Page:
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Happy this thread was made, and particularly that EUV is called out, because I wanted to ask about this Ian Cuttress video particularly at 1:50 where we starts to talk about EUV machine count. It seems there’s at least 6 right in view, and he says another <redacted> amount (let’s assume 6) on the other side of the facility.
What’s 12 EUV machines look like for Intel’s I4/I3 node ramp up? And presumably there’s more over in Leixlip (just as many?) which are separate from these. Or were some of these D1X machines the ones that got flown over to Ireland?
Very interesting given all the chatter about EUV machine shortages, particularly as it pertains to Intel’s ability to catch up and then also fill those new fab shells.
Probably because this was already announced at the analyst day. From AnandTech:
Alongside briefing the press about the D1X-Mod3 opening, Intel also used their latest press event to get everyone up to speed on the latest updates on Intel’s development roadmap. Strictly speaking, nothing here is new – all of this was first announced during Intel’s 2022 Investor Meeting back in February. However this is the first time Intel has engaged the technical press, rather than investors, on the current state of its development efforts.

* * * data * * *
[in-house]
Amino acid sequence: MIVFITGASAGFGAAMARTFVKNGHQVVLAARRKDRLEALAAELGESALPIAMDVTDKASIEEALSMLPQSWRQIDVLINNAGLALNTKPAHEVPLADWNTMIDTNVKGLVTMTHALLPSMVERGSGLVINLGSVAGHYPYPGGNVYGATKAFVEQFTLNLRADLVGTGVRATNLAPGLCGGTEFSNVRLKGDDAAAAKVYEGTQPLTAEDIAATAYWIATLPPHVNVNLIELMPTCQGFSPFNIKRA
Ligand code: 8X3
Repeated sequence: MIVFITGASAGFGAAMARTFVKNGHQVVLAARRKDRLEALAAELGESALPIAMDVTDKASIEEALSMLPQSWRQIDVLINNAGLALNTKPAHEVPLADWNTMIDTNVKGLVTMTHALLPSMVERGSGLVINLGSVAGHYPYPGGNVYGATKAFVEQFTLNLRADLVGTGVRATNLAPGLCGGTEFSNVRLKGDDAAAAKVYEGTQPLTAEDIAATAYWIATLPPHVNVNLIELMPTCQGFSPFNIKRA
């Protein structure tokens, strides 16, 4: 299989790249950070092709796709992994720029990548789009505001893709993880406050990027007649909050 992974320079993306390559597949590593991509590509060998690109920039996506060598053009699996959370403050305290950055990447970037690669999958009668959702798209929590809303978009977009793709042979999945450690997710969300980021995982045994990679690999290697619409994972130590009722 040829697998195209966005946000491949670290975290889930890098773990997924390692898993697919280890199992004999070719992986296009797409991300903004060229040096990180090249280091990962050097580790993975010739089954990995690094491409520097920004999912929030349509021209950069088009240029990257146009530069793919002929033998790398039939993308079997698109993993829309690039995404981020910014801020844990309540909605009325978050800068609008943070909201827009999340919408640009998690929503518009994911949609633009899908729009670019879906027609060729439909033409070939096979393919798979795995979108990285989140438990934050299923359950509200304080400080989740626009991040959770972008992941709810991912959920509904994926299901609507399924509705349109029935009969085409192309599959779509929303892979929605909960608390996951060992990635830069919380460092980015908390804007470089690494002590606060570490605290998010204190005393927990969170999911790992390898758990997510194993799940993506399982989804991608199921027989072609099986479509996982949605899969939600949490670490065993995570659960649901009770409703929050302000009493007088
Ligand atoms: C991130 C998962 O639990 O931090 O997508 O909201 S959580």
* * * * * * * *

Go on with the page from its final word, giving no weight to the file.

And Intel will win too, at least for Intel's non foundry business. By leveraging TSMC's resources, capacity, and ecosystem, Intel will deliver more diversified and attractive products to customers quicker.
1. From Intel's history, releasing a new Intel node process might not mean they are in good yield nor in large scale.
2. Like many reports and roadmaps released by Intel, any TSMC related products and technologies are nowhere to be seen. I guess Intel's mentality in using outside foundries is like to hire a temporary handyman. Only things made inhouse by Intel can be qualified to be included in the corporate communications.